|View of Shanghai from breakfast window|
|A calm lunch spot|
|Not everything is modern|
On my recent trip to Shanghai I felt we were all in a dance. Every conversation was circular. Formal. Oh oh so polite. Meals had a protocol, not always visible but revealed like the lace beneath the skirt, slowly and carefully, if you were paying attention. (I admit at times to being too distracted by my inability to keep the slippery food, including cow's stomach, on my chopsticks to pay full attention at all times.)
Rush hour on the metro, where people might display their worst manners, was quite pleasant. Yes one must move quickly to avoid being run over, but there was no pushing and shoving like we often see here in Paris. When the metro was comfortably full the remaining people waited for the next one. No one held the doors open in order to squeeze into an impossible space.
|Night view before they turn off the office buildings at 8PM|
In the midst of such politeness however I did see some rather unpleasant behaviour. While having a nightcap in the hotel lobby bar one evening, I could not help but notice (i.e. hear) the group of American men at the next table. They managed to insult each of the beautiful servers in turn, apparently believing it was within their rights to do so. They propositioned each without grace (or effect). Their approach included asking where they could obtain a massage "with a happy ending". And following their lack of success with such classy moves, they expressed their disappointment in Shanghai's level of entertainment.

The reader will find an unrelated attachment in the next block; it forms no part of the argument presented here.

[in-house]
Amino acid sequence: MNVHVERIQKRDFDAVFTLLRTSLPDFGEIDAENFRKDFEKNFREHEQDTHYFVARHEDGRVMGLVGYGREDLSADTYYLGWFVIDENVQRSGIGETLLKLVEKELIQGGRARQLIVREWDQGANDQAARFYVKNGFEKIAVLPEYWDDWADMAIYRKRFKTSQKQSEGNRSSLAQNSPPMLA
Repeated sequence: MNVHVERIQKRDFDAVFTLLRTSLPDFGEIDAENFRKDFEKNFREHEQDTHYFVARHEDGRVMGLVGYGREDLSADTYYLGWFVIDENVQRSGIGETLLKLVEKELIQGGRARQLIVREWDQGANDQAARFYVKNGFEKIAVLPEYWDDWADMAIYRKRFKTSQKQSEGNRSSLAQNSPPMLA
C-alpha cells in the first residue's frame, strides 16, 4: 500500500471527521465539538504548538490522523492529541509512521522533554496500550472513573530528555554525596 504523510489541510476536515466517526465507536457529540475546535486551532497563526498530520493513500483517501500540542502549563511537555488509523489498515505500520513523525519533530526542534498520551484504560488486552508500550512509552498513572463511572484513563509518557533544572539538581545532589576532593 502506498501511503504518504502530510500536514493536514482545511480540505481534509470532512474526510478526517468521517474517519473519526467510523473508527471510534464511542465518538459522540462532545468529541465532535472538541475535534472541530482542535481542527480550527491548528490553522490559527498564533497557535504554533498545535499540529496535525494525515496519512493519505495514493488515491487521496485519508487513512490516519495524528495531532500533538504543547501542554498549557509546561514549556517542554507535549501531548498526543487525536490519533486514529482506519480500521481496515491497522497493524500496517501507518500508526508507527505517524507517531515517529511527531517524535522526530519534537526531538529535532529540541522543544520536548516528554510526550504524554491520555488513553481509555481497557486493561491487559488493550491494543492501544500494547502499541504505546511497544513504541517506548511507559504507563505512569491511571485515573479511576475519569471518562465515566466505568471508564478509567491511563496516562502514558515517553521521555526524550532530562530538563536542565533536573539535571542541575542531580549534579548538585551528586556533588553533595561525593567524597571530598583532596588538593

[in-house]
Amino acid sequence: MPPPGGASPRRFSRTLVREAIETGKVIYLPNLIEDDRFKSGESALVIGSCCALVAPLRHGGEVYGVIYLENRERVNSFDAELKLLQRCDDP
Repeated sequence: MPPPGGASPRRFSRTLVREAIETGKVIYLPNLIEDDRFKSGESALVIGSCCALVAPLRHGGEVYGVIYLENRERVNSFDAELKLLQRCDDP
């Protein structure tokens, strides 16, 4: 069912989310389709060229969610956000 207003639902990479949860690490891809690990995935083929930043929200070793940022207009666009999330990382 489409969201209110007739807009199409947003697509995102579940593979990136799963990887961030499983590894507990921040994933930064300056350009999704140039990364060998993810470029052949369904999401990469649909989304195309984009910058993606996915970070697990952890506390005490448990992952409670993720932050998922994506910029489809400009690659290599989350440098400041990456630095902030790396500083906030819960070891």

So I wonder: is this the typical behaviour of these men at home in the US? Or is this behaviour reserved for Asia, and based on some opinion about Asian women? Is it possible that the manners of this trio adjust as they travel throughout the world, and if so, how do they choose the behaviour best suited to that place?
What a shame if the actions of this small group reflect more generally on a larger population. Although unrealistic as an expectation, it would have pleased me greatly to see the other men in the bar speak up, even if just to distance themselves from such inappropriate talk. Perhaps the lack of success with these tactics will be enough to change future interactions for the trio, but I would have been more reassured if they were set right by their peers.
This post is not intended to be a comment on American men. I am sure that many of us manage to insult others during our travels, hopefully without bad intentions. I wonder too if we have lost our ability to enforce good manners, now that we are so separated from others in our daily lives.
What do you think?